After a little break from going through the parts of figurative language, I’m back.
We’ve covered the simile, the metaphor, and personification. I particularly enjoy looking at some of the great preacher’s use of these linguistic tools, so I’ve included a paragraph from language-master Charles Spurgeon and contemporary preaching-poet John Piper in some of the posts. Hopefully these refreshers will help salt up your language as you teach.
Here’s the lesson on allegory. Delvin writes:
An allegory (from the Greek allos, other, and agoreuein, to speak), is a form of expression in which the words are symbolical of something. It is very closely allied to the metaphor, in fact is a continued metaphor.
Allegory, metaphor and simile have three points in common, –they are all founded on resemblance. “Ireland is like a thorn in the side of England;” this is simile. “Ireland is a thorn in the side of England;” this is metaphor. “Once a great giant sprang up out of the sea and lived on an island all by himself. On looking around he discovered a little girl on another small island near by. He thought the little girl could be useful to him in many ways so he determined to make her subservient to his will. He commanded her, but she refused to obey, then he resorted to very harsh measures with the little girl, but she still remained obstinate and obdurate. He continued to oppress her until finally she rebelled and became as a thorn in his side to prick him for his evil attitude towards her;” this is an allegory in which the giant plainly represents England and the little girl, Ireland; the implication is manifest though no mention is made of either country. Strange to say the most perfect allegory in the English language was written by an almost ignorant man, and written too, in a dungeon cell. In The Pilgrim’s Progress, Bunyan, the itinerant tinker, has given us by far the best allegory ever penned. Another good one is The Faerie Queen” by Edmund Spenser.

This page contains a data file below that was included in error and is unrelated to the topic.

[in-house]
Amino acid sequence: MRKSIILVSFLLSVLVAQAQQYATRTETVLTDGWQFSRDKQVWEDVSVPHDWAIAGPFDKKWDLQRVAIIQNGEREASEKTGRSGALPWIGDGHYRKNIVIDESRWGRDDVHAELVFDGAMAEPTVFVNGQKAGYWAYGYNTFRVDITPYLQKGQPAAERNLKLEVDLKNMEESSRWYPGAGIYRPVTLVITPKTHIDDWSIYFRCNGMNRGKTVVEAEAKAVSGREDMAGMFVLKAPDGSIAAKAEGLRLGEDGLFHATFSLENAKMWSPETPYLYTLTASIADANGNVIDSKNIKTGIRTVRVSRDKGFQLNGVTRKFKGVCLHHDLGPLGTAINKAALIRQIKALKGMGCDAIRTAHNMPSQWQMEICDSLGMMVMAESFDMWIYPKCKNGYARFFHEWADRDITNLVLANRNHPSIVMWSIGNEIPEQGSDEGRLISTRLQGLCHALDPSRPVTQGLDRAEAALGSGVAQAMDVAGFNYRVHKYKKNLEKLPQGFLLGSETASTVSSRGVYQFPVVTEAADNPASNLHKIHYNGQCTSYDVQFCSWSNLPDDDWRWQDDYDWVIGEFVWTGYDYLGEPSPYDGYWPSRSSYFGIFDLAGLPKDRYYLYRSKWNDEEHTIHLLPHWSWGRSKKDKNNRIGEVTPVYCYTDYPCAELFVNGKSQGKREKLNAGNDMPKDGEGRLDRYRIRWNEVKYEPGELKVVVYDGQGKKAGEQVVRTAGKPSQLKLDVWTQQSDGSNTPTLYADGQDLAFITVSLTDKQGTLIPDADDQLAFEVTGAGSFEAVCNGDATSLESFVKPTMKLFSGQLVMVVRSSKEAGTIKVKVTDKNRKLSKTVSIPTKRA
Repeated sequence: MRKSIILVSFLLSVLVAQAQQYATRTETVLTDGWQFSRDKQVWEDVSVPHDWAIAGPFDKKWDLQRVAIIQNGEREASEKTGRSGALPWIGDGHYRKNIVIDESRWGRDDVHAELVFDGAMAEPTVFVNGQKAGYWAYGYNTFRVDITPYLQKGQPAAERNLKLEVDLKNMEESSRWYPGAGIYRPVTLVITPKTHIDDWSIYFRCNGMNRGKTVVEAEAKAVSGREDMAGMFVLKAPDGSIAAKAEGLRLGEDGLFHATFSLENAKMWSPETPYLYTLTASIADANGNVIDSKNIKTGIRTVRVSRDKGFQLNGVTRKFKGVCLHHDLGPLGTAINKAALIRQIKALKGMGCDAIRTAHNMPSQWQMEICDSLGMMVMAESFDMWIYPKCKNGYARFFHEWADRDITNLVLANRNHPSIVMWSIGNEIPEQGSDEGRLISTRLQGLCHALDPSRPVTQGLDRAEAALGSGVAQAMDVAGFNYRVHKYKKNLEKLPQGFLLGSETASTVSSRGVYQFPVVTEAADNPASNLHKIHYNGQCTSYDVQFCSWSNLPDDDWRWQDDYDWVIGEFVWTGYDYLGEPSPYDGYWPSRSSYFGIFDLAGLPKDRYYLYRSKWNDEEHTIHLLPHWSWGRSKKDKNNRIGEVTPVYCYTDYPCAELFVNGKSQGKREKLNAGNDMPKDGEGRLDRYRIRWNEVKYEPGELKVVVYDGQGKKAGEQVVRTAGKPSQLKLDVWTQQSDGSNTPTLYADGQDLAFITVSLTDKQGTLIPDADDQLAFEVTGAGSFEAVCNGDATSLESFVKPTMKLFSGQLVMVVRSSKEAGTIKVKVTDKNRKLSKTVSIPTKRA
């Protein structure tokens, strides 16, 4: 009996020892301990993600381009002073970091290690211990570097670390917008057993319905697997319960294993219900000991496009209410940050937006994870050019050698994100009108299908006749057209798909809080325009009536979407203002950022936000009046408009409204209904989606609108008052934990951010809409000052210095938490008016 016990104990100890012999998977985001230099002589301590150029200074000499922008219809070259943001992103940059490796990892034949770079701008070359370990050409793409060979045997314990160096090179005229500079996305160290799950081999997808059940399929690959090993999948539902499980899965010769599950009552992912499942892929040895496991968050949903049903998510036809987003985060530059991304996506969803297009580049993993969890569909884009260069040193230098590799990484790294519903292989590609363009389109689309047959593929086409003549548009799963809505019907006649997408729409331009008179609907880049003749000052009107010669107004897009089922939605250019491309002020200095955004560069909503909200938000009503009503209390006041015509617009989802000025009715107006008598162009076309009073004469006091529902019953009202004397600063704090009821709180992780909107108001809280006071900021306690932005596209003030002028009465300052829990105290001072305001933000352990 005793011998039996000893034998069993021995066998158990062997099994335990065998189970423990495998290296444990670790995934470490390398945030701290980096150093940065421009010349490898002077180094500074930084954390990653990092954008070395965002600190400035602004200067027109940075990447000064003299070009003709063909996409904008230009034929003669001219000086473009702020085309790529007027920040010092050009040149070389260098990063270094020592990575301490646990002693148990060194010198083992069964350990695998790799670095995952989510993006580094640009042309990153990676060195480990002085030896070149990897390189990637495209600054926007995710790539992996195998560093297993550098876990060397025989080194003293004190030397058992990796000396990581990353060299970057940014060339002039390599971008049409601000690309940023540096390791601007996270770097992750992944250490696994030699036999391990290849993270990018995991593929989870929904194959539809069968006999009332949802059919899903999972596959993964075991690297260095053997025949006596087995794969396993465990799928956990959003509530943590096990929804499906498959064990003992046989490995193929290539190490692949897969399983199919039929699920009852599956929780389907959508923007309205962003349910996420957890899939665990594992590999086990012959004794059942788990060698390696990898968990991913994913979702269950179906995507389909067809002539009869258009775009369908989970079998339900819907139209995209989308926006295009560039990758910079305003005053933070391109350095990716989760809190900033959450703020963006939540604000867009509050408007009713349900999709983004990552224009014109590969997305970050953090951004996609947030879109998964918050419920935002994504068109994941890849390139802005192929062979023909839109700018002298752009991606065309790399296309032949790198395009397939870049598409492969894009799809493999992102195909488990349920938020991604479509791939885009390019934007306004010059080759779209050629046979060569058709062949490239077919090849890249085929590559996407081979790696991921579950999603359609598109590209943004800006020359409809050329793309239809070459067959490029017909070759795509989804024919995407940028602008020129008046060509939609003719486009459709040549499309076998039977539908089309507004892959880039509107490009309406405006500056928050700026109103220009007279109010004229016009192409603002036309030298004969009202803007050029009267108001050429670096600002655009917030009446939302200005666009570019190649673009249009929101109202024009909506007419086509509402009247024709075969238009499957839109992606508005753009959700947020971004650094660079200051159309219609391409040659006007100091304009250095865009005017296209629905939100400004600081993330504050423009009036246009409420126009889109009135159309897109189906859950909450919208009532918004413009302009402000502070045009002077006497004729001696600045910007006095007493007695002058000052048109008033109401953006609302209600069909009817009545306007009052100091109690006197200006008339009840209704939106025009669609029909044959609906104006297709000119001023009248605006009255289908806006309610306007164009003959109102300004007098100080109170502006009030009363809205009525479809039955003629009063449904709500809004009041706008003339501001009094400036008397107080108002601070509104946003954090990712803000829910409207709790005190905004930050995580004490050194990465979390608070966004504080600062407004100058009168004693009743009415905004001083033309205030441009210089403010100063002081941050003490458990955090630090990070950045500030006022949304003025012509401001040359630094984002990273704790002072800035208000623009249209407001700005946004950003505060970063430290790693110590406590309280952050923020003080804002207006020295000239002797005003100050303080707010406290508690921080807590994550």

* * * Application for Teachers* * *
I would caution teachers to be careful with allegory. It is a tool best used in the realm of the written word, and not as much as the spoken word. If they are used, they should be short and illustrative. They should fill in the white spaces; they should season the meat. Never allow them to serve as the main course of a service. Spurgeon said it in a previous post:
“Illustrate richly and aptly, but not so much with parables imported from foreign sources as with apt similes growing out of the subject itself.”